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Keith E. Stanovich makes some good points about the limitations of intelligence in “Rational and Irrational Thought: The Thinking that IQ Tests Miss” (Scientific American, January 1, 2015). Stanovich writes:

The idea that IQ tests do not measure all the key human faculties is not new; critics of intelligence tests have been making that point for years. Robert J. Sternberg of Cornell University and Howard Gardner of Harvard talk about practical intelligence, creative intelligence, interpersonal intelligence, bodily-kinesthetic intelligence, and the like. Yet appending the word “intelligence” to all these other mental, physical and social entities promotes the very assumption the critics want to attack. If you inflate the concept of intelligence, you will inflate its close associates as well. And after 100 years of testing, it is a simple historical fact that the closest associate of the term “intelligence” is “the IQ test part of intelligence.”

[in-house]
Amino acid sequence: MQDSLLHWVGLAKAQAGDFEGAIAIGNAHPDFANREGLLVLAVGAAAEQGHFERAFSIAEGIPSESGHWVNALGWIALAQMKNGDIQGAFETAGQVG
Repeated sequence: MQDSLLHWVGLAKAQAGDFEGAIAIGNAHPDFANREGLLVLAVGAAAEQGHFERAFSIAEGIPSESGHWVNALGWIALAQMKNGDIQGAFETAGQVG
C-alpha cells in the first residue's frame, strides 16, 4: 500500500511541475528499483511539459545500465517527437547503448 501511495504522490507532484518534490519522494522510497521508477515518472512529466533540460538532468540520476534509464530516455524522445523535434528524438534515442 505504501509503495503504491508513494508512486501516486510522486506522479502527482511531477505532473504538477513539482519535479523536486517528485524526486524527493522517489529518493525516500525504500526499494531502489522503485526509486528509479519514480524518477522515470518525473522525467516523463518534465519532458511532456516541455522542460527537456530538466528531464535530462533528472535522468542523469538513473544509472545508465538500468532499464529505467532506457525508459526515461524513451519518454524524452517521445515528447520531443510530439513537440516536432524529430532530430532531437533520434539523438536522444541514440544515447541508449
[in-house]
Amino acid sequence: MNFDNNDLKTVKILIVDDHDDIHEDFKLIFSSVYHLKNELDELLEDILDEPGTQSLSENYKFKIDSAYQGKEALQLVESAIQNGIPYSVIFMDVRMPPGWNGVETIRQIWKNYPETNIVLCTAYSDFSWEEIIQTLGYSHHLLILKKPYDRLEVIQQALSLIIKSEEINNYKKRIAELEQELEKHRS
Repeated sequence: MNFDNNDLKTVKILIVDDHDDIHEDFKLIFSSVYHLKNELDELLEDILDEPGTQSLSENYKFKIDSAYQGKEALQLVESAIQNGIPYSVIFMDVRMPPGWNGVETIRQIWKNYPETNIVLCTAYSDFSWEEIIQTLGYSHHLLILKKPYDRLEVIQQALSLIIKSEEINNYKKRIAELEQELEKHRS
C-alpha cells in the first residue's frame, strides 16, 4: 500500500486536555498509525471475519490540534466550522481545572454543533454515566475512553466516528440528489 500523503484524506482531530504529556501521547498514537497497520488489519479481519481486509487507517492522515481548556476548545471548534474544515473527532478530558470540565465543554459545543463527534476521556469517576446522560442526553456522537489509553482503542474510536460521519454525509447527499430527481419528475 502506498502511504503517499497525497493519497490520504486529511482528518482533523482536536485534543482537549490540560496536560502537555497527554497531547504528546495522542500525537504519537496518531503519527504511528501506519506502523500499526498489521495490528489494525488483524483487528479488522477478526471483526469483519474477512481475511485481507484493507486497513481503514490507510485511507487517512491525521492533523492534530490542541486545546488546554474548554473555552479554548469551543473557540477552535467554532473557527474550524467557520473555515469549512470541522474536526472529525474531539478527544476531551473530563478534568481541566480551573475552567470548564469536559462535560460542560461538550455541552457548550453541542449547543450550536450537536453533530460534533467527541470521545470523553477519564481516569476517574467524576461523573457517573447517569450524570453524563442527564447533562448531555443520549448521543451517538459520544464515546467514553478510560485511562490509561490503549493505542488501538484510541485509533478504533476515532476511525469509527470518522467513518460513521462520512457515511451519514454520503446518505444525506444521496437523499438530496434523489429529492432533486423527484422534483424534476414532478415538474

I make a similar point in “Intelligence as a Dirty Word,” though I don’t denigrate IQ, which is a rather reliable predictor of performance in a broad range of endeavors.

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Brian Caplan, whose pseudo-libertarianism rankles, tries to defend the concept of altruism in “The Evidence of Altruism” (EconLog, December 30, 2014). Caplan aids his case by using the loaded “selfishness” where he means “self-interest.” He also ignores empathy, which is a key ingredient of the Golden Rule. As for my view of altruism (as a concept), see “Egoism and Altruism.”